No. My motivation at the beginning was very pure; I don’t think this is fair, I think we could do something about it. I have a wonderful publication through which I can show my support. It has always been our editorial policy to never knowingly promote fakes, because it something I absolutely don’t believe in on any level. I just think if you can’t afford something, you either save, or you buy something else.
It’s been incredibly exciting. It’s also been incredibly fascinating to learn more. And once I knew more about it, it was my responsibility – I’ve got a consumer facing front that I could use to make something happen, and I’m very thrilled and excited to have been able to galvanise this level of debate.
Having talked about the campaign, I was keen to know more about the lady behind the magazine…
What’s the most important thing to know about you?
I’m passionate about the things I believe in. I’m very direct about expressing those passions. I know that’s two things, but I think that would be what people would summarise me as. And I’m not as scary as people think. I just believe in “mean what you say and say what you mean”. But I’m Northern, so I call a spade a spade.
You trained as an architect, what tempted you into journalism?
The desire to communicate. Architecture is an amazing thing to study but I always loved magazines, I mean I absolutely loved them, but because I loved them so much it never occurred to me that they could be a career. They were this slightly other, slightly distant thing.
And then I was living in New York, working at an architects office and my neighbour actually worked for Elle and still the penny didn’t drop. I used to go and visit her in her office sometimes; to the point when I remember her editor striding by and saying “Don’t let them work you too hard” and very slowly it filtered through to me that this could be a job.
But I’d started architecture, so I wanted to finish it. I came back to London, I did my Diploma, but I knew I didn’t want to practice. Although I loved architecture, I wasn’t passionate about it, not 100%. And being a true child of the media age, I didn’t want to wait until I was 50 until I’d done anything.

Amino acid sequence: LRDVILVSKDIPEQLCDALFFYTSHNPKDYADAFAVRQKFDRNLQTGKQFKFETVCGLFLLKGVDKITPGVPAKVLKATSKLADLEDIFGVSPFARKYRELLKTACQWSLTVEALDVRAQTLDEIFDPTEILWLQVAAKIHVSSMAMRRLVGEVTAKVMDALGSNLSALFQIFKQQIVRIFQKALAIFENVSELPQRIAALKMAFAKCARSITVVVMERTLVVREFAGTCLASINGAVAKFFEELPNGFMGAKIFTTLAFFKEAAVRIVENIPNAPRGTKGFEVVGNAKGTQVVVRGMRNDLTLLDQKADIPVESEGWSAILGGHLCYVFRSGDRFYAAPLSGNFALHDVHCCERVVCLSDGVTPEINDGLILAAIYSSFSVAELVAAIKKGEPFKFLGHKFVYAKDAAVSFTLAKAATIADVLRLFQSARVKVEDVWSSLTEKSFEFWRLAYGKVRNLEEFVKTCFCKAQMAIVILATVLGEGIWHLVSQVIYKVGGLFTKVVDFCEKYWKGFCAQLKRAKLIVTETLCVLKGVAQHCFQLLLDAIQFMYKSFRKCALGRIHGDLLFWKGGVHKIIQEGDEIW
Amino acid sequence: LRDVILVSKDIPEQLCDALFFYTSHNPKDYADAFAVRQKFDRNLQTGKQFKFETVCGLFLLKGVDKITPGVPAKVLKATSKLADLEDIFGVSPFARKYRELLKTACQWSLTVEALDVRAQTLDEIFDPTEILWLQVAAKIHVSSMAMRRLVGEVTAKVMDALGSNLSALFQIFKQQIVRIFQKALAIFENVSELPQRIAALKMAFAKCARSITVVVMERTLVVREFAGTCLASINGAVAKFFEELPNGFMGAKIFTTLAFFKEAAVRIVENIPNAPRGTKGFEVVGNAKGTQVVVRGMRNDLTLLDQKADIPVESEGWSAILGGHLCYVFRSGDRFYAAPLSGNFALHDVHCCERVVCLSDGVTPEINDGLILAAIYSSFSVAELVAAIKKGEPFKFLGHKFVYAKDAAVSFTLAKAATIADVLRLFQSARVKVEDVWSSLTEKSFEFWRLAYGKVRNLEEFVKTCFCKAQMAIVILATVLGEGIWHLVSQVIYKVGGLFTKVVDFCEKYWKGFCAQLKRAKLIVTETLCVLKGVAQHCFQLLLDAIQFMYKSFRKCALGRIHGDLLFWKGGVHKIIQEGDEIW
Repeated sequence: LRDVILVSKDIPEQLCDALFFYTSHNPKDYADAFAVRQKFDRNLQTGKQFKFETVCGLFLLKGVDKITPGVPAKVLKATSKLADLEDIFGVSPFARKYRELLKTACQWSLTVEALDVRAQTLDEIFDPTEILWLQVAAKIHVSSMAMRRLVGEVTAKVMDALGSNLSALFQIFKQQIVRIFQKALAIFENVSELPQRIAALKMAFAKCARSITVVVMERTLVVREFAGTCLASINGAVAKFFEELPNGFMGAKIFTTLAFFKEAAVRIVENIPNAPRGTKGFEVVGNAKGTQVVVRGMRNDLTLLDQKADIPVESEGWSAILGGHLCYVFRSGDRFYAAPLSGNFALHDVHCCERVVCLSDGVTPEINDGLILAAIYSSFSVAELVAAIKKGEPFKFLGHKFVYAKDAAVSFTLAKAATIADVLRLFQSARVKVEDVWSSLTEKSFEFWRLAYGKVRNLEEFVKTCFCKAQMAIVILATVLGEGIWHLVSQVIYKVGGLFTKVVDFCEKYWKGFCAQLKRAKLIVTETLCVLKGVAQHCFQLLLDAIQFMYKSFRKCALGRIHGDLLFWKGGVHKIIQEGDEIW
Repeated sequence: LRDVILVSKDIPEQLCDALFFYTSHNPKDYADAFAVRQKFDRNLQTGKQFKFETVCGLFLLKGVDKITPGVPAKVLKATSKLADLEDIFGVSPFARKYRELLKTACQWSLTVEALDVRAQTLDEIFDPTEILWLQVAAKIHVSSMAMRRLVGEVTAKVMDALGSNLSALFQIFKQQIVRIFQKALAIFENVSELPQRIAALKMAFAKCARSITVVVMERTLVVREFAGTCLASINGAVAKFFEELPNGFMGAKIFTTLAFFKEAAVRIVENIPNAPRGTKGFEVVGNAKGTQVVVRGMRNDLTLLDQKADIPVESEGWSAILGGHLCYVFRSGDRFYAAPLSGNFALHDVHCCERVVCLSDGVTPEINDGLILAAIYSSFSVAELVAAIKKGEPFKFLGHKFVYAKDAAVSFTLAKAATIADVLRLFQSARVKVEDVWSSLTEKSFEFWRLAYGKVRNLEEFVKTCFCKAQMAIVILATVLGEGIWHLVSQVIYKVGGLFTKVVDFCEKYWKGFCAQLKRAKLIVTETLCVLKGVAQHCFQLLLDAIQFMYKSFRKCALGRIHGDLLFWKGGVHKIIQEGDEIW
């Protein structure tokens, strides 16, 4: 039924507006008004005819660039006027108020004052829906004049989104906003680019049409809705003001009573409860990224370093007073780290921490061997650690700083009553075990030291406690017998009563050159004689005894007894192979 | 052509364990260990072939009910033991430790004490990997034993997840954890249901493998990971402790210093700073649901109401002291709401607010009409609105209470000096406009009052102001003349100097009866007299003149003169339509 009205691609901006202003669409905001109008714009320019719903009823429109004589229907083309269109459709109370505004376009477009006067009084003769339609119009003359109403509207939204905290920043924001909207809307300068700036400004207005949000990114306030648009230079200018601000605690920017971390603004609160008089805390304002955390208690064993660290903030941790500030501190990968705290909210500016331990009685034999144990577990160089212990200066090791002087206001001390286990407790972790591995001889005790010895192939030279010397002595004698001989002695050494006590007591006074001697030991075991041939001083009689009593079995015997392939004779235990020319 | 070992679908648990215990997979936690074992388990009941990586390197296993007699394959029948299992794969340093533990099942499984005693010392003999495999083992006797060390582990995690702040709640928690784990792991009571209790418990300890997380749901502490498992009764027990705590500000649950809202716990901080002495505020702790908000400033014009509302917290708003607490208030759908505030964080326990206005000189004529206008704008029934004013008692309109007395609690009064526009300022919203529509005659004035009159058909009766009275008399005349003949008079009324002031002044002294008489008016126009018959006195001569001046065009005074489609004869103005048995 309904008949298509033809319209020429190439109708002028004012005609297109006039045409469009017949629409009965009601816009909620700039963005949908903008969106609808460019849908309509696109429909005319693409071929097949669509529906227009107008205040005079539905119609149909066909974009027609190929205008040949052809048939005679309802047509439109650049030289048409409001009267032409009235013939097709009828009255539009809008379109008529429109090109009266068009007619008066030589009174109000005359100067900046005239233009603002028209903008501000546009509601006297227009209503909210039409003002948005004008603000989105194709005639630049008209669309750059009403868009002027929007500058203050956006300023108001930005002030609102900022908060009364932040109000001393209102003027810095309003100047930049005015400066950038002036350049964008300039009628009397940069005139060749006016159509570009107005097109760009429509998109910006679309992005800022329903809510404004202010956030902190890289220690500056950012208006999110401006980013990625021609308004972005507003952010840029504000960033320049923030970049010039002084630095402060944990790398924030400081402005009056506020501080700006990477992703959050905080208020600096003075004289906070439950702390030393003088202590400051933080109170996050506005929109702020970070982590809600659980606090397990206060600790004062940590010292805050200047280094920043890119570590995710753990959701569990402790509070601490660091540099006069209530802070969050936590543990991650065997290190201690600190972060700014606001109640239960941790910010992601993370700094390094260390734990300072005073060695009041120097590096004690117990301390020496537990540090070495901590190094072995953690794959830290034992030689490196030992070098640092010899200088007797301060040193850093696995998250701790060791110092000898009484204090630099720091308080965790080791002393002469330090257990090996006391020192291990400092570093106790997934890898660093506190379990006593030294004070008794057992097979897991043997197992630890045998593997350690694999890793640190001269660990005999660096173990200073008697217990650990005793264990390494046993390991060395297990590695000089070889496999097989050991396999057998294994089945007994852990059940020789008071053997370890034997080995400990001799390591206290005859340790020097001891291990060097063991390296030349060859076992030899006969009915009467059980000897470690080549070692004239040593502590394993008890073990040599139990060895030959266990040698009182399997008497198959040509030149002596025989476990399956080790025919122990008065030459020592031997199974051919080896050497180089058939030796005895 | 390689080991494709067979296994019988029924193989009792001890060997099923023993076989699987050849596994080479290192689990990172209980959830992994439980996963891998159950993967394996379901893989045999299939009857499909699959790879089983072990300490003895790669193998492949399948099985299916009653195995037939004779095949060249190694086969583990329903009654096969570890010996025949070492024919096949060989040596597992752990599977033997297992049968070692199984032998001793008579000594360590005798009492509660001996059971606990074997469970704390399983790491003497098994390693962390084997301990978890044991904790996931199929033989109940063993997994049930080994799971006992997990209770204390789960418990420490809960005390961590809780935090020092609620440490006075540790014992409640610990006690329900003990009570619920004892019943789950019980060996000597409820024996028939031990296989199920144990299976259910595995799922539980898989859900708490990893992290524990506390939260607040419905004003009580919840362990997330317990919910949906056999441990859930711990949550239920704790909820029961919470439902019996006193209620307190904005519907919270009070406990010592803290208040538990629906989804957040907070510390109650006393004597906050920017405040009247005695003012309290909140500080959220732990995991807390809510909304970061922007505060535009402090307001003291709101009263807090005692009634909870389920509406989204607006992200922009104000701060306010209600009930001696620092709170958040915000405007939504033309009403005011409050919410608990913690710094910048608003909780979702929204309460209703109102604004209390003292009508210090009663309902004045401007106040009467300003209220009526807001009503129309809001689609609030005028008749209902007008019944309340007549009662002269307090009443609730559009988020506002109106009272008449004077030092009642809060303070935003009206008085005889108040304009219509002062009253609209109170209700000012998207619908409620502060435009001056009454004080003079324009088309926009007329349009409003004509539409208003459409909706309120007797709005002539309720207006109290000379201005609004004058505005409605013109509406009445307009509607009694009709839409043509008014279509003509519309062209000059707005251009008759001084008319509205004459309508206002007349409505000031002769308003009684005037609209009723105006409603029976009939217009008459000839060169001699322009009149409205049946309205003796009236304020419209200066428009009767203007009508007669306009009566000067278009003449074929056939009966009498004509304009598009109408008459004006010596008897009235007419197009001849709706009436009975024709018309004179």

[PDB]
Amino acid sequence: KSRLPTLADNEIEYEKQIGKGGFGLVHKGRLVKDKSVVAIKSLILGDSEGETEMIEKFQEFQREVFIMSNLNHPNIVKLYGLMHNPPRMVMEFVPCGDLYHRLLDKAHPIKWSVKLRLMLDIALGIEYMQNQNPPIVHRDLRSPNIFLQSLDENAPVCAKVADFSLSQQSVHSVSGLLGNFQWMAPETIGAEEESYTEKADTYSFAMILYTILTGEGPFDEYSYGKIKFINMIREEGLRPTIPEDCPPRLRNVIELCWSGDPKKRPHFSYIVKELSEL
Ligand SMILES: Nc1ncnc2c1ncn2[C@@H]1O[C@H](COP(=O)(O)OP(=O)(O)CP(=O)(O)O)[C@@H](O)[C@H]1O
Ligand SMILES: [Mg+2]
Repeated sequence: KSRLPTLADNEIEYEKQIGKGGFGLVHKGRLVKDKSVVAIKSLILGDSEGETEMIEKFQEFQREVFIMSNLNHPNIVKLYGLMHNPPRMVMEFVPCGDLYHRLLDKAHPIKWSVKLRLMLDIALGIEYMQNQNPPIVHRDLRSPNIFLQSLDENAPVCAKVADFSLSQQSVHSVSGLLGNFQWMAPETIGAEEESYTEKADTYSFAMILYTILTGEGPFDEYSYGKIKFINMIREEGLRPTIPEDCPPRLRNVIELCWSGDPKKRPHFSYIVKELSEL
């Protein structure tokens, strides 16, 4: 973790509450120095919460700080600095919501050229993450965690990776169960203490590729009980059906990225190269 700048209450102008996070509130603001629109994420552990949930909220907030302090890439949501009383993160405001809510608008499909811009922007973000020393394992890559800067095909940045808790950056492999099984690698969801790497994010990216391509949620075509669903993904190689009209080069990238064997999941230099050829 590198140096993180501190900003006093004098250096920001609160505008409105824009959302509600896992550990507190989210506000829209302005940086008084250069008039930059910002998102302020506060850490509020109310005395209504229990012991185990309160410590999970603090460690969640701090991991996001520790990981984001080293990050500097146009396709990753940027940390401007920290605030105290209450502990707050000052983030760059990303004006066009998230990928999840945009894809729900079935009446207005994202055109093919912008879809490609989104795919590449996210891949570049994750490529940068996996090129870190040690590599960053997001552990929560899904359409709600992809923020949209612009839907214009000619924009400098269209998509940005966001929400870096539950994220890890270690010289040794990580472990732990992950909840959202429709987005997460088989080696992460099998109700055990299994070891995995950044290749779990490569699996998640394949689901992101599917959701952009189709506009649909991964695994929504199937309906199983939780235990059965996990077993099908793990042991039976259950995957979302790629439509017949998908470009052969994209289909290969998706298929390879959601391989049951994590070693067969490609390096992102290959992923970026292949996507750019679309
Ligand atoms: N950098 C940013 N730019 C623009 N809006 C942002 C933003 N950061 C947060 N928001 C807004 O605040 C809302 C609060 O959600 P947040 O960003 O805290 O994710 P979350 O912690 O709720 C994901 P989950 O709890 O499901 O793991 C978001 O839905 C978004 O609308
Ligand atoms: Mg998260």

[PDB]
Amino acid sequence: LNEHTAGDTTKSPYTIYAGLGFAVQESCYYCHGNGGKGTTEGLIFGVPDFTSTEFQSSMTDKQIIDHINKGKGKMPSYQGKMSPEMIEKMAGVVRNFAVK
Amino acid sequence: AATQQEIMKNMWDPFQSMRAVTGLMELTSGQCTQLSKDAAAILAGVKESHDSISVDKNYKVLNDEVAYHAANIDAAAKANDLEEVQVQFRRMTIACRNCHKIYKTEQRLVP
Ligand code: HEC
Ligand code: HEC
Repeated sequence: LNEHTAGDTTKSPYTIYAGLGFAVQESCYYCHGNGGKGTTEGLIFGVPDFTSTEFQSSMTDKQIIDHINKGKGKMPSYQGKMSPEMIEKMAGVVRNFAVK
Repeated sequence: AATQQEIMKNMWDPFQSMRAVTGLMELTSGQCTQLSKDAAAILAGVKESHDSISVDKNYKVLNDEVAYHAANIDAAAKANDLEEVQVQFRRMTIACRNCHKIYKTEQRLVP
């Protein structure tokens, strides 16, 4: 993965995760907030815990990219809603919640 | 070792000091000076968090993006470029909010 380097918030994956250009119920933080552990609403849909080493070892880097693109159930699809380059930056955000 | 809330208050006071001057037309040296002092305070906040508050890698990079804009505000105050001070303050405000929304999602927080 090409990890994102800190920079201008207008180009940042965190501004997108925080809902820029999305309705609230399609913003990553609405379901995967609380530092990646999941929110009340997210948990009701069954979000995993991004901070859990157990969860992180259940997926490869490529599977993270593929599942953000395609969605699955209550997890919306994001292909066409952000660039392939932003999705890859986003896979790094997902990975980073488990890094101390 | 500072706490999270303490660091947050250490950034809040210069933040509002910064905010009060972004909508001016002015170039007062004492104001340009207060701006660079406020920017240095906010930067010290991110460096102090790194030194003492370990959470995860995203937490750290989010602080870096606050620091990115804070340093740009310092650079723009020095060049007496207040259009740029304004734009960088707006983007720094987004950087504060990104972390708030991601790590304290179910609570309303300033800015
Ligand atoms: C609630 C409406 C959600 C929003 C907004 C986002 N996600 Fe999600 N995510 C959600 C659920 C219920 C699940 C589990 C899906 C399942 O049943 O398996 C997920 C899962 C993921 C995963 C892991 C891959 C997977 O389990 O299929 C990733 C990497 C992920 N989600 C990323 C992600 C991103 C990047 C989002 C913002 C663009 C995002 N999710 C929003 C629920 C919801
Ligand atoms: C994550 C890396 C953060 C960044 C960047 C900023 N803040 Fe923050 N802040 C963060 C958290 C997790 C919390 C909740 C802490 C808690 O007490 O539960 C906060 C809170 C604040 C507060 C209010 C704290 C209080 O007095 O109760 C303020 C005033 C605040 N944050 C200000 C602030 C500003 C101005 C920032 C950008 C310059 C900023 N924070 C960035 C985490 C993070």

Whereas, the joy and it is still a joy, both a joy and a terror, of magazines, is that you keep doing more of them, so maybe you do one and you think maybe it wasn’t quite perfect, but it doesn’t matter, you’ll do another one, and another one.
It also comes with a huge responsibility, I’m given 300 pages with which to communicate, and I think that’s a tremendous honour, but it’s also a responsibility that I don’t take lightly.
I wanted to ask you about that, because it’s the sort of magazine that people count down the days until it lands on their doorsteps and then savour every spread. Does that feel like a weight on your shoulders, or is it exciting?
No, not a weight. I still get surprised when I see it on the newsstand and you realise that it’s out there. It means so much to me that people don’t like Elle Decoration, they love Elle Deco.
Elle Decoration has become a badge you wear, it’s a club you can join and I’ve always wanted it to be a very inclusive club. We won’t go down, but we do always say: “Come up, come up, it’s great up here.”
That’s also why I moved from trade publications to a consumer magazine, because I wanted to tell more people about this stuff, I don’t just want to preach to the converted. I do want to help people understand that if you make your home a wonderful place to be, your life will be better. And it doesn’t have to cost a lot of money: design isn’t about expensive stuff; design is about how things work. It’s as simple as having a place to put your keys when you come in, your bed being well made so you sleep better… It’s about having a decanter with a lid, so you don’t get shit in it!
And I do really care about those things, and I care about people buying only what they can afford, but quality over quantity, so buying the best they can afford. And I want to really encourage people to make their own choices. Anything can be great, really, if you love it, if you love it enough – as long as it’s not fake!